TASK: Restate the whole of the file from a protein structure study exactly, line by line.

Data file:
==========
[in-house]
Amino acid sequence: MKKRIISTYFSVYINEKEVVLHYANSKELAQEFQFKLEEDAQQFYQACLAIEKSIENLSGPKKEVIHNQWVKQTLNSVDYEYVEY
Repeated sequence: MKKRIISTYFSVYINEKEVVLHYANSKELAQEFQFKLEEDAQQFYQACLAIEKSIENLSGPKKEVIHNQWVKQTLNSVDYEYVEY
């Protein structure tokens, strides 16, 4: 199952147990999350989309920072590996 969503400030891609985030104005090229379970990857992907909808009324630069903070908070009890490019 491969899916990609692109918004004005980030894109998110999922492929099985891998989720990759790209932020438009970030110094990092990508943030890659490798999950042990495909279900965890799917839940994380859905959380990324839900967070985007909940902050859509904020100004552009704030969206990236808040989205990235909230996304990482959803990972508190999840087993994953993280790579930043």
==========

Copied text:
[in-house]
Amino acid sequence: MKKRIISTYFSVYINEKEVVLHYANSKELAQEFQFKLEEDAQQFYQACLAIEKSIENLSGPKKEVIHNQWVKQTLNSVDYEYVEY
Repeated sequence: MKKRIISTYFSVYINEKEVVLHYANSKELAQEFQFKLEEDAQQFYQACLAIEKSIENLSGPKKEVIHNQWVKQTLNSVDYEYVEY
């Protein structure tokens, strides 16, 4: 199952147990999350989309920072590996 969503400030891609985030104005090229379970990857992907909808009324630069903070908070009890490019 491969899916990609692109918004004005980030894109998110999922492929099985891998989720990759790209932020438009970030110094990092990508943030890659490798999950042990495909279900965890799917839940994380859905959380990324839900967070985007909940902050859509904020100004552009704030969206990236808040989205990235909230996304990482959803990972508190999840087993994953993280790579930043």